14 August 2009

Zeze Oriaikhi-Sao: Celebrating Africa's richness

Zeze Oriaikhi-Sao, MD, Malee Natural Science
All Zeze Oriaikhi-Sao (27) wanted to do was change the perception of the African cosmetics market as more than just great raw materials with Malée Natural Science, which she started in 2009. Her dream was to create a world-class African beauty range in Malée, which is environmentally kind, sustainable and the type of products that she’d want to use herself. And with the opening of her Hyde Park store, in Johannesburg, Zeze’s dreams are well on their way to taking on the global giants.  

Have you always been entrepreneurial?
I think I’ve always had an entrepreneurial streak of some sort. I remember as a child, drawing comics and photocopying them at my dad’s office and reselling them to earn extra money.

What were you doing before starting your business?
I have a BSc (Hons) in Informatics and worked for British Telecom as network integrating engineer and then as a database analyst. I realised I wasn’t crazy about the industry so started a small media consulatancy with a family friend and, as a partner in the consultancy, my real dreams of  being the next L’Orèal or Estée Lauder became real, weren’t that far-fetched and attainable. When the partnership dissolved, I enrolled at business school for a Masters in International Business at Grenoble Graduate School of Business. On completion of my course, my now husband got a job transfer to South Africa. I arrived in the middle of the recession with a unique skill-set and found getting a job difficult. This, to be honest, was the catalyst to me biting the bullet and starting Malée.

What kind of planning went into starting the venture?
For me there was a lot of planning – it had been years in the making. I started off as a consumer of products and knew what I’d like in a range of beauty products. I started to learn about ingredients out of interest. Business plan-writing and the concept of a business larger than a “mom and pop” came from my Masters programme. I think this taught me discipline. I believe in business plans in the beginning; they’re a framework for your thoughts and ideas, feasibility studies as a reference point and guideline after you’re up and running.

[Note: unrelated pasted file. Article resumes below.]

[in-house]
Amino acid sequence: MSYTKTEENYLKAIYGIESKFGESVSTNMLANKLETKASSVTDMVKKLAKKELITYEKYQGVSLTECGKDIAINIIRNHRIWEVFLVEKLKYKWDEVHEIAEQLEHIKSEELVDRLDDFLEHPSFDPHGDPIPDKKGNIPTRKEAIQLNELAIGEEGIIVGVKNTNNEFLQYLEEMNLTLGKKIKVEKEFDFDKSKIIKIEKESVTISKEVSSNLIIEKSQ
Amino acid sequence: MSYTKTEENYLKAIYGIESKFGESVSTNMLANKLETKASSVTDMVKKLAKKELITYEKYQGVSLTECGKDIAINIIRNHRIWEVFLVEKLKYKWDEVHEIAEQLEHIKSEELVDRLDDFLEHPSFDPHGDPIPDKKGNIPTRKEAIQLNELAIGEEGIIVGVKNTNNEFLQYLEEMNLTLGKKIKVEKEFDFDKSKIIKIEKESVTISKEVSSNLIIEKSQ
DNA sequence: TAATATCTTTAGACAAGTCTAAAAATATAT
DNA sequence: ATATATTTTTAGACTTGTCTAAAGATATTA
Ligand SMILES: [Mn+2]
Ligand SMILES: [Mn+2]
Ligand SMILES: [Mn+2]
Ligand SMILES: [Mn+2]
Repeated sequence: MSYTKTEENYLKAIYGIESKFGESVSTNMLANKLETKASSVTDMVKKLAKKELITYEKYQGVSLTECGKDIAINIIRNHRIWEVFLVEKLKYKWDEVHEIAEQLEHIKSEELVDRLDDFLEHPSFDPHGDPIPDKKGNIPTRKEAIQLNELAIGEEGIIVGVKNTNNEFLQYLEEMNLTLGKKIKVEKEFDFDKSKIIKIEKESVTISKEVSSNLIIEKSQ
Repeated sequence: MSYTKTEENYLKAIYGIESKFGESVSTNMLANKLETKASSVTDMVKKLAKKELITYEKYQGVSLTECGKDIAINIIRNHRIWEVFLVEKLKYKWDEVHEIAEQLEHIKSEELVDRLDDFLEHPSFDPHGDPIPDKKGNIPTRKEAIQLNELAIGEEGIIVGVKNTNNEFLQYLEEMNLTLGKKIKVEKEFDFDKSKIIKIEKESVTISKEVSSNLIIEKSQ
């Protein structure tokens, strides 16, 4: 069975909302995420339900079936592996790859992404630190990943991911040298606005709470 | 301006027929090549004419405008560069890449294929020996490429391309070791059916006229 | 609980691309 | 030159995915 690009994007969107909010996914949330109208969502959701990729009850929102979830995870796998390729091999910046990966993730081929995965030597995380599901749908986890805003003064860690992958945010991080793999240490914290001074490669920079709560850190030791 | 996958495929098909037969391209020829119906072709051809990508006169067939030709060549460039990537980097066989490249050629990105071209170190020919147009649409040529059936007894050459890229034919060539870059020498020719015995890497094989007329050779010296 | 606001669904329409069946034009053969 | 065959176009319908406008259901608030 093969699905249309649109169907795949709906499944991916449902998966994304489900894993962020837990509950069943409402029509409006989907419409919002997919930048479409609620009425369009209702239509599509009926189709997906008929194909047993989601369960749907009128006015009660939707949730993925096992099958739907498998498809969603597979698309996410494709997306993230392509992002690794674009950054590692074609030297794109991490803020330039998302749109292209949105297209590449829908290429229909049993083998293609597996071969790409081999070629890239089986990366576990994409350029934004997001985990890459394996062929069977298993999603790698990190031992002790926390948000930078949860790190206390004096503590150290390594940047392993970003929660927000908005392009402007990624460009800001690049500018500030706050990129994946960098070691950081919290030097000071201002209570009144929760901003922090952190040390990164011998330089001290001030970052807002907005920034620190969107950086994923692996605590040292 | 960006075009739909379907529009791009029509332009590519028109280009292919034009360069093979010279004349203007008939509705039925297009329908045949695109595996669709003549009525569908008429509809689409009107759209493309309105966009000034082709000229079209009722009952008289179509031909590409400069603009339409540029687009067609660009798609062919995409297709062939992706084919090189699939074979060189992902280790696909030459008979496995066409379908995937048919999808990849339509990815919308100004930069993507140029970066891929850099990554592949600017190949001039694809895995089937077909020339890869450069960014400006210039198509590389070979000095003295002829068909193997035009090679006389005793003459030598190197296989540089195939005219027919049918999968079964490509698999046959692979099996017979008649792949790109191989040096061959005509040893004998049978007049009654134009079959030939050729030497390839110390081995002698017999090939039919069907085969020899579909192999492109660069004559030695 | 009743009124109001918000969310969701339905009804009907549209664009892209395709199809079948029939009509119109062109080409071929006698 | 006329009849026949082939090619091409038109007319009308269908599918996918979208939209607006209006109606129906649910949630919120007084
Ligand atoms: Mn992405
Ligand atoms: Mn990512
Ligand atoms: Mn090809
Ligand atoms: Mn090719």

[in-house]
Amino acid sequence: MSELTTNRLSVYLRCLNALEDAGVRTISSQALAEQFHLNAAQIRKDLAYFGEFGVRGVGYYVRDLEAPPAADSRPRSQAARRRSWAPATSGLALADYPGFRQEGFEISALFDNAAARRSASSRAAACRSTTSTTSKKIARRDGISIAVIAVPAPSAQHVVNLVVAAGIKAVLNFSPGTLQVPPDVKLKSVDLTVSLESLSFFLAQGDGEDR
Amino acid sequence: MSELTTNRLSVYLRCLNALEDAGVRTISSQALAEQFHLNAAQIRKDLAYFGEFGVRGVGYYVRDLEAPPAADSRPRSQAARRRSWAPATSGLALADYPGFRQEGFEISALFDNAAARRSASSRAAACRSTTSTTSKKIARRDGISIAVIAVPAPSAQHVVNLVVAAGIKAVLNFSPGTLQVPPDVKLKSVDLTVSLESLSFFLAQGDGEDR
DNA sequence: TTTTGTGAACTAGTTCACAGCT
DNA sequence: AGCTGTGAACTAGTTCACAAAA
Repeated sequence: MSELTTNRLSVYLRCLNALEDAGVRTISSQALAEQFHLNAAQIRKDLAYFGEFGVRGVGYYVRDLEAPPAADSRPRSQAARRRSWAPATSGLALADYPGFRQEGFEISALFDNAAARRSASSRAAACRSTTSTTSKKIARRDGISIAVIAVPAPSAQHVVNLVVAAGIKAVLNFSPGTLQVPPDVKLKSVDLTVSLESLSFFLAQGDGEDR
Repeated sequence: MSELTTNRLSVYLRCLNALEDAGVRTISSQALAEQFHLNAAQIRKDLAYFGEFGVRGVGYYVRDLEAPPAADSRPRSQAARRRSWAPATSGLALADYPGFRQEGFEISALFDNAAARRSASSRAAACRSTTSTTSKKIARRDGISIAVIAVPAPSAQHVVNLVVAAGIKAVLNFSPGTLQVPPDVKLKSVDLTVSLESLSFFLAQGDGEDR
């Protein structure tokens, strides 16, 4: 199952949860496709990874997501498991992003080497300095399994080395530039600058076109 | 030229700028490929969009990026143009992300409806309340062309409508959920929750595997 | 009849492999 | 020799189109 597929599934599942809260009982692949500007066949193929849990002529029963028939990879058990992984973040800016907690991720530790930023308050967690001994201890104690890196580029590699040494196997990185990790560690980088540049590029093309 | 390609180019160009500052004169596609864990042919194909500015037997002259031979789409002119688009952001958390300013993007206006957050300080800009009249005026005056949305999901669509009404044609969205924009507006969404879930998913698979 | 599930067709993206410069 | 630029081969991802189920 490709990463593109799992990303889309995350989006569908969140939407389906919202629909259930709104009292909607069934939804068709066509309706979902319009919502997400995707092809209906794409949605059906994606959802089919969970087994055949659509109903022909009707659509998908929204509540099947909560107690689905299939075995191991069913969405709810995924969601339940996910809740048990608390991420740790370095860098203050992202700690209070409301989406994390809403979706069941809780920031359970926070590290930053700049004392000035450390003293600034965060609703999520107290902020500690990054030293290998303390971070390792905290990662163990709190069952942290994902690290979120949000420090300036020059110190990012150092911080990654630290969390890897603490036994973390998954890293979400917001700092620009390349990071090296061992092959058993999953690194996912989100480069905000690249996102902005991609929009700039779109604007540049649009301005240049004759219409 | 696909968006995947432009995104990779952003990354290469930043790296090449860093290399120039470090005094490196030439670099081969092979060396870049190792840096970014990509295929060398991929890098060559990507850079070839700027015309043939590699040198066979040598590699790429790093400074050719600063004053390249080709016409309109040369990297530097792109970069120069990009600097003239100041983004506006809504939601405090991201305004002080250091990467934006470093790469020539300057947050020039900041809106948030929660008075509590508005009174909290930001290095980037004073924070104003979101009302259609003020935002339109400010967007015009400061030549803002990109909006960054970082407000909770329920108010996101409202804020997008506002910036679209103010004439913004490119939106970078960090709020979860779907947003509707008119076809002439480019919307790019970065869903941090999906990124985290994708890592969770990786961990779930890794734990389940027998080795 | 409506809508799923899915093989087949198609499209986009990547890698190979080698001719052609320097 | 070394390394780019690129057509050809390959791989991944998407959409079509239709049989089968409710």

What was your start up capital?
I started Malée from my home; the dining table was my office in the beginning. I drove around a lot, sourcing suppliers so was on the road often. To put my idea in motion and end with a finished product, with research and development and my first production run, I started with a quarter of a million rand.

What was your big dream for this venture?
My big dream per se is still the dream I have today – to change the perception of the African cosmetics market, to create a product that’s world-class which will compete on an international scale, tell an authentic African story, and put Africa on the global cosmetics map because we’re better than just raw material suppliers.

How does a new entrepreneur find business leads and profit from them?
I don’t think there is a rule here. If anything, I can say what has worked for me. “It’s good to talk,” so put what you’re after out there, talk about it and be open to the opportunities that might come your way because of it.

How does a new entrepreneur figure out what makes them unique and leverage that difference?
I think this is where the planning and a business plan comes in; when you’re looking at the market and competition, you’ll see your unique selling points (USPs). As an individual, you’ll only know this when you’re out there living your dreams.

How does a new entrepreneur figure out what to charge for their service/product?
Another positive of a business plan. You need to make sure that you’re selling for a profit; that margin is determined by your cost and your projections for growth, volume, reduction in costs/growth in costs and break-even targets.

What was your most epic fail in the early days?
In the beginning, the most difficult thing for me was finding the right suppliers. I don’t think there’s an easier way of getting around this, but sometimes I made decisions that cost me money and I had to have it redone and pay more money for the same job.

How do you keep yourself motivated?
My strong support network; my husband and family. Their belief in me is priceles. A compliment about Malée from a complete stranger makes it all worthwhile

Which three character traits do all entrepreneurs possess?
Belief in their vision/dream, the ability to be persistent and the ability to adapt, learn and get the best out of every situation.

Do you believe in internships for your business?
I certainly do! I interned and this gave me a chance to discover my strengths early on and find confidence in them. To intern with me, applicants should send in a CV and a letter of motivation to info@maleeonline.com.

If you could give yourself any advice back then, what are your top 5 wisdoms?
* This will not be easy.
* You will need to be patient.
* You may believe in your idea but that doesn’t mean everyone else will.
* You will need to be persistent.
* Be ready to adapt.

Get in touch with Zeze Oriaikhi-Sao from Malée via email: info@maleeonline.com, visit: www.maleeonline.com, check out the Malée Facebook page and find them on Twitter: @Maleeonline.

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